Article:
Eastern bluebird
Scientific classification
Kingdom: Animalia
Phylum: Chordata
Class: Aves
Order: Passeriformes
Family: Turdidae
Genus: Sialia
Species: Sialia sialis
The eastern bluebird, or Sialia sailis, is a member of the Turdidae family. This bird is generally 7-7.5 inches long and has a wingspan of 11.5-13 inches. The eastern bluebird is the state bird of New York.


The eastern bluebird is a brightly colored blue and red bird. The male bird's head, wings, and tail are blue, but its belly is red and white. The legs and feet are black. Also, its beak is yellow and black. The female's head is gray or brown and its colors are paler than the male's and younger birds are brown with some white and blue plumage.


These birds will come to feeding stations. They are attracted to places that have peanut butter-cornmeal mixtures, black sunflower seeds, and mealworms.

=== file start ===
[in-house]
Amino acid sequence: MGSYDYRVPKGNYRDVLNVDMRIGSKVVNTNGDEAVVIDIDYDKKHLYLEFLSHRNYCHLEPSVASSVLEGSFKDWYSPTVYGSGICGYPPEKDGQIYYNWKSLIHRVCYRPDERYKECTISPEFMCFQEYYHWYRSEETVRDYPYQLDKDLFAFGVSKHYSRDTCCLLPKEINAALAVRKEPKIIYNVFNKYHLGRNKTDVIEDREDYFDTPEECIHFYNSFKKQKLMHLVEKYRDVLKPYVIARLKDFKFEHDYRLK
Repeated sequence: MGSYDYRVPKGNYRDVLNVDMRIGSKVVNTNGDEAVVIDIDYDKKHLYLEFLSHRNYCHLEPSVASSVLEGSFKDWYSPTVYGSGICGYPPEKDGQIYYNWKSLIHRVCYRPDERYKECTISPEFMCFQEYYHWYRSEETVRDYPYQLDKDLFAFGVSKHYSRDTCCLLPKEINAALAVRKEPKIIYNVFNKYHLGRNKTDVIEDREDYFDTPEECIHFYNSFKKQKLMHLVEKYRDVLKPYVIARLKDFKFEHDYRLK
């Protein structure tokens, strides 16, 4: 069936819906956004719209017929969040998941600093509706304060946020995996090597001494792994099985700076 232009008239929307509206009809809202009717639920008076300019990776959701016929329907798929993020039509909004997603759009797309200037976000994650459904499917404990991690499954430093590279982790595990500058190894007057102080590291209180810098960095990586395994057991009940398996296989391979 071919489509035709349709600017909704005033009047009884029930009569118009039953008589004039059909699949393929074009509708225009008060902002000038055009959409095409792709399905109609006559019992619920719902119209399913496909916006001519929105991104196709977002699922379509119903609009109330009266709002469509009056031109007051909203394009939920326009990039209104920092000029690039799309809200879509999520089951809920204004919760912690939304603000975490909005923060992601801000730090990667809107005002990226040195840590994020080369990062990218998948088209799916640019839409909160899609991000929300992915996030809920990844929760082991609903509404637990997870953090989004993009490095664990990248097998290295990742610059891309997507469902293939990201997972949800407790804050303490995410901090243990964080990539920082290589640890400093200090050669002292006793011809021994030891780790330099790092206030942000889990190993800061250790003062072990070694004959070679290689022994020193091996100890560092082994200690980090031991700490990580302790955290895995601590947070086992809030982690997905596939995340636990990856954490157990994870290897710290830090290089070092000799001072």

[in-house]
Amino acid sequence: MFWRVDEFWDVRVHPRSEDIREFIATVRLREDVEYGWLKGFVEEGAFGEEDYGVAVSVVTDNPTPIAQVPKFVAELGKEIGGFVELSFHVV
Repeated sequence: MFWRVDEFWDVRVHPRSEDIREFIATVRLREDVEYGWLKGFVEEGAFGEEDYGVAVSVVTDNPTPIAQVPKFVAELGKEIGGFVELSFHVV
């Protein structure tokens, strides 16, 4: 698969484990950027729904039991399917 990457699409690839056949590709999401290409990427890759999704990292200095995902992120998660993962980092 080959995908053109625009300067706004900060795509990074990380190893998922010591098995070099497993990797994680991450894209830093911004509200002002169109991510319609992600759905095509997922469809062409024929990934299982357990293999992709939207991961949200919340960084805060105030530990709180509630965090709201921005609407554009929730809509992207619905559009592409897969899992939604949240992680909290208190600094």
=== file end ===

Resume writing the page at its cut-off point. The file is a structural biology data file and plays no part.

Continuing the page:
The eastern bluebird builds its nests out of grass, weed stems, pine needles, twigs, hair, and feathers. Their nests can be located in abandoned woodpecker holes, a natural hollow in a tree or stump, or bird boxes. These nests are always built by the female bird. Eastern bluebirds lay 2-7 light blue or white eggs, and usually have 2-3 broods per year. The incubation process is performed by the female bird from 12-14 days. After the young are hatched, they stay in the nest for 15-20 days, and are fed by both the male and female.


The number of eastern bluebirds was declining for many years. Among other problems, European Starlings and House Sparrows are known to invade and destroy bluebird nesting areas, and are even known to kill the birds and their young. These birds are also known to built their nests over the dead bluebirds. As people become aware of this issue, more and more bird boxes are being made, which is helping the species to recover.